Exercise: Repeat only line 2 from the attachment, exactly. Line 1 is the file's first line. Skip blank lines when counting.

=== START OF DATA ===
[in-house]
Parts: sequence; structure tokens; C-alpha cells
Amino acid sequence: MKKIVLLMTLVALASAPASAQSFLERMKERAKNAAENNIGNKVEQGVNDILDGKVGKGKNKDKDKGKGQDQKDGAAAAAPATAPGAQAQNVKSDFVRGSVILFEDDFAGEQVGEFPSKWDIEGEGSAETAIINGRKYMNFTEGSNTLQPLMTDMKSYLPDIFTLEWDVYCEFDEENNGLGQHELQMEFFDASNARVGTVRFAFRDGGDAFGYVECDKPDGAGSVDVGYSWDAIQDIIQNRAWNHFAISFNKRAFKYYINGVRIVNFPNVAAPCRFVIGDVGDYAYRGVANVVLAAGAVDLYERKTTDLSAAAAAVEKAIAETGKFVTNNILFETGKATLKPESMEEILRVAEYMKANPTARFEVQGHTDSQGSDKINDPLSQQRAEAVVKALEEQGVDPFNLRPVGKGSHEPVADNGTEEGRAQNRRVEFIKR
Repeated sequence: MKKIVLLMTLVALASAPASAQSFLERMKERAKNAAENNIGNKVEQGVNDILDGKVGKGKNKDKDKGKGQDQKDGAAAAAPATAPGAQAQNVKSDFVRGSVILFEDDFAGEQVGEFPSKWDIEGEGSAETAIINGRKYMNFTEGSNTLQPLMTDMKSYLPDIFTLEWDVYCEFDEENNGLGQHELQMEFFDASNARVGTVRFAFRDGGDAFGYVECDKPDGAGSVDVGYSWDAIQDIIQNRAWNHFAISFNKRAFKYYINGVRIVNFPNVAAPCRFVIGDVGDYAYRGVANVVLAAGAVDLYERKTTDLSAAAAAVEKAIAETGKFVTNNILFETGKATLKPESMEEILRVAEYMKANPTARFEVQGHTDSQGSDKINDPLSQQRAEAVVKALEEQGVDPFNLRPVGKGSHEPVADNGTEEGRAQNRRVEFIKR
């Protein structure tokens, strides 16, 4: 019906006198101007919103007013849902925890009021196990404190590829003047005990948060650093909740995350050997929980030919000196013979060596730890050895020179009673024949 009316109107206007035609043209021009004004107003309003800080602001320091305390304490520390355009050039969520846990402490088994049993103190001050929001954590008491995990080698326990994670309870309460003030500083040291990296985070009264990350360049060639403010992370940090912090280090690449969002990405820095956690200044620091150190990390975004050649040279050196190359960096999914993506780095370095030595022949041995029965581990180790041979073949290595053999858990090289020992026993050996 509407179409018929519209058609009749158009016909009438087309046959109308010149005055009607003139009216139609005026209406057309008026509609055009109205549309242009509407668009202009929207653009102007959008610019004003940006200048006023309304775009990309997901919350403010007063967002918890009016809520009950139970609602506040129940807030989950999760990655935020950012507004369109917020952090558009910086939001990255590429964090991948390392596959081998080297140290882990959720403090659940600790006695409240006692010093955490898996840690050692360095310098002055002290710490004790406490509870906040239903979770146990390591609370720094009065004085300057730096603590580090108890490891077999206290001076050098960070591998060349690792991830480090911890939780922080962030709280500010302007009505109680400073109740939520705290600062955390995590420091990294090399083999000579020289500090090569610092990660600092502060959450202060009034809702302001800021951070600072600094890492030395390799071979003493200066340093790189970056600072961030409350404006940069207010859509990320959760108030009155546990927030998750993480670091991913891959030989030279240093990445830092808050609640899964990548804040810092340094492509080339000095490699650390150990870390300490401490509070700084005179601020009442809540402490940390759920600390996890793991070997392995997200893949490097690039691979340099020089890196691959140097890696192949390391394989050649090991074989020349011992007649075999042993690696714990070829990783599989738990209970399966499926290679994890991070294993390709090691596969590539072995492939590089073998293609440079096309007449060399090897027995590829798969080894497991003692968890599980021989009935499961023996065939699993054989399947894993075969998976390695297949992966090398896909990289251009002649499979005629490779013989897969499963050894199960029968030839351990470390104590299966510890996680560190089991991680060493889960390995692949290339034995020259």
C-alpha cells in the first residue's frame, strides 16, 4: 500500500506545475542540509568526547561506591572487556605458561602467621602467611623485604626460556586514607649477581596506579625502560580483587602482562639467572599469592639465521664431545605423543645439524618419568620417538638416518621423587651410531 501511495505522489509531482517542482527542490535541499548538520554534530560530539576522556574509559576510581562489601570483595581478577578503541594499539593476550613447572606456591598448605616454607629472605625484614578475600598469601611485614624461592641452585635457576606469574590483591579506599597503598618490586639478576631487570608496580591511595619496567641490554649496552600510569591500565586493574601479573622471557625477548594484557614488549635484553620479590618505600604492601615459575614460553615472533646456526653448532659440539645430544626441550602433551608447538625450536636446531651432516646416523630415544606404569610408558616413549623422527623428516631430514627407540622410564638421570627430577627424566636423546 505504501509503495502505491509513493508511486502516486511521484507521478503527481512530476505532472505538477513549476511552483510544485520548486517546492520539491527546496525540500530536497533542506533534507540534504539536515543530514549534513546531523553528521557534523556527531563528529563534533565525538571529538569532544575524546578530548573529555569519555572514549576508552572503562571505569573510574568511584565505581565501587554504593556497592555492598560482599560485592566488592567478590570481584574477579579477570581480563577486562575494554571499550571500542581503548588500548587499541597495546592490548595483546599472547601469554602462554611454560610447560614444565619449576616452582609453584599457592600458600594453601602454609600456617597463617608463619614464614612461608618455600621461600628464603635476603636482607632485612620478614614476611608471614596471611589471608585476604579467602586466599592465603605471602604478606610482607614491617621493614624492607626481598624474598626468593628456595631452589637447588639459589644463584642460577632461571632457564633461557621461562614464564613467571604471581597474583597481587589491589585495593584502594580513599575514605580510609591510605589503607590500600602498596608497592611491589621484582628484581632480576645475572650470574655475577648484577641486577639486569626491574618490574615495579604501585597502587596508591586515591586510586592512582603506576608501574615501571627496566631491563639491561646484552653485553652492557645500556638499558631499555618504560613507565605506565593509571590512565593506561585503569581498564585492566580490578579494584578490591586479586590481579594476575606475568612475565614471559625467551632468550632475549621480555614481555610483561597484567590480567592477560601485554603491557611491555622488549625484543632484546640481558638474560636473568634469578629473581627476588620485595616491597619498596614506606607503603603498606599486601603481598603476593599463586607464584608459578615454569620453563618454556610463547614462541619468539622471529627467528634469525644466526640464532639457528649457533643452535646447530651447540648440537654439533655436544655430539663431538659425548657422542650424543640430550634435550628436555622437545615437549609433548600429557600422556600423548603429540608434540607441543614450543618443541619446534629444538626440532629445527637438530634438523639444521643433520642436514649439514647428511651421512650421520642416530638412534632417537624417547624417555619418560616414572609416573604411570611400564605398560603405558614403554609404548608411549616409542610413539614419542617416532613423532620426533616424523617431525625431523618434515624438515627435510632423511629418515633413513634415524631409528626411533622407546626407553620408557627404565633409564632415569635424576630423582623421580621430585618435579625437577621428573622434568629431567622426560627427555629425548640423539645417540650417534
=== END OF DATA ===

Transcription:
Parts: sequence; structure tokens; C-alpha cells